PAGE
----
Carissa Marcotte is a dynamic 16-year-old with strength beyond her years. At such a young age she has learned the importance of what really matters. Her journey started in the summer of 2015, when life handed Carissa a cancer diagnosis.
Most kids spend their birthdays surrounded by family and friends while digging into a slice of their favorite cake. Carissa spent her eighth birthday at a hospital in her hometown of Timmins, Ontario, where she was diagnosed with acute lymphoblastic leukemia (ALL). ALL is a type of cancer that affects the blood and bone marrow.
Her parents were told that “this was a good one” as far as pediatric cancers go. But what followed was anything but an easy road for Carissa and her family.
Carissa began her treatment protocol immediately. The first month was terrifying as multiple complications, from a ruptured appendix to troubling spikes in blood sugar, were occurring far too often. Keeping Carissa safe as her immune system was depleted with rounds of chemotherapy meant that she was in the hospital for an entire year without discharge. Over the course of her treatment, she fought infections and daily fevers for over two years and sustained significant damage to her body.
As a result of these complications, Carissa’s mobility was affected from being bedridden for such a long period of time, and she slowly had to rely on a wheelchair. Prior to her diagnosis, Carissa was an avid athlete and loved to challenge herself with an array of sports and activities. She visited CHEO four to five times a week to work with the oncology team, physiotherapists and counsellors. “I started doing physiotherapy to regain all of the strength I had completely lost. I had to re-learn everything from the ground up, from sitting up in bed to standing up on my two bare feet, it was a painstaking process that took forever for me to even start,” explains Carissa.
Carissa spent many years dealing with the physical and emotional after-effects of her cancer treatment, she had her sights set on walking again and never lost her ambition to achieve that goal. In 2020 she underwent a heel cord lengthening surgery that helped ease limited motion in her joints. Following the procedure, Carissa was overjoyed when she began to experience some restored movement. She describes it as “the surgery that changed her life.”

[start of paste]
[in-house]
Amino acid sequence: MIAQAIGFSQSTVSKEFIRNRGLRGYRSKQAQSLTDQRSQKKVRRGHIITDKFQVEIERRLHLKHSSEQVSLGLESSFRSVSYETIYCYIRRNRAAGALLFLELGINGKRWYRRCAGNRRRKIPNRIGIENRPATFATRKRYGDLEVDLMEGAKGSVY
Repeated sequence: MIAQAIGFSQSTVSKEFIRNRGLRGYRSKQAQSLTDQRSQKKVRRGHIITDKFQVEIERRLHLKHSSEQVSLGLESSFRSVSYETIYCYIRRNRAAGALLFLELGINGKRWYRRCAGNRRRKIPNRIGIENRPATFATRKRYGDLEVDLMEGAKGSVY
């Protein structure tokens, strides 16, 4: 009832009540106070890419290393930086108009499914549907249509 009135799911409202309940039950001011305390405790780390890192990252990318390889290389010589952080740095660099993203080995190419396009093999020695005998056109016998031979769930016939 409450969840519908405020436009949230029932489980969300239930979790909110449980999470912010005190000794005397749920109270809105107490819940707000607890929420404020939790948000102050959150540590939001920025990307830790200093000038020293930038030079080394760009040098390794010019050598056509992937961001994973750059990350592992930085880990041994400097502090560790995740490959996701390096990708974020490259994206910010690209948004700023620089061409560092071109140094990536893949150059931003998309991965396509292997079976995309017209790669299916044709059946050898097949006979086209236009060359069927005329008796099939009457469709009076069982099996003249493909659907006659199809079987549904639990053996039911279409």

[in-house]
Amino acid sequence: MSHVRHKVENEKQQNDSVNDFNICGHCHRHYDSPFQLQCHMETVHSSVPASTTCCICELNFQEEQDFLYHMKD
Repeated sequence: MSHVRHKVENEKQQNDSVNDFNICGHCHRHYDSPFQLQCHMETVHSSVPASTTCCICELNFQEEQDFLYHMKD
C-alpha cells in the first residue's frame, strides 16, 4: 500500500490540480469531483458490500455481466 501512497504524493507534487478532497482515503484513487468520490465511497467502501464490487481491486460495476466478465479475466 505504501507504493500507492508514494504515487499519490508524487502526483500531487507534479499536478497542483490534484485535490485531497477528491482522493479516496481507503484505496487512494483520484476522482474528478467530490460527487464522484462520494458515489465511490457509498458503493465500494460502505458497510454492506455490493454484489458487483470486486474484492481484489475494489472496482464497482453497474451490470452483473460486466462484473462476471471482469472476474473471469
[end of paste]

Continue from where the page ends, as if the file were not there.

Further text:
“That surgery was the final step for me to finally get what I needed to start walking again and it’s been an amazing accomplishment that I’ve been working so hard on throughout my treatment,” says Carissa. “I’m proud to say that I’ve been walking for three years now, and I have been in remission for five years. I still have a long way to be completely back to walking normally, but as it stands right now, I’m doing very well and I’m passionate about the future and thankful to the people who have helped me along the way.”
Despite a mountain of odds stacked against her, Carissa managed to skillfully navigate life’s unforeseen challenges with courage and grace. All the moments in her journey could have left her feeling defeated. Instead, she refuses to let cancer define her present or future. “The difficult moments I encountered along the way have not only made me into the person I am today but it has also made me realize the significance of what really matters in life,” says Carissa.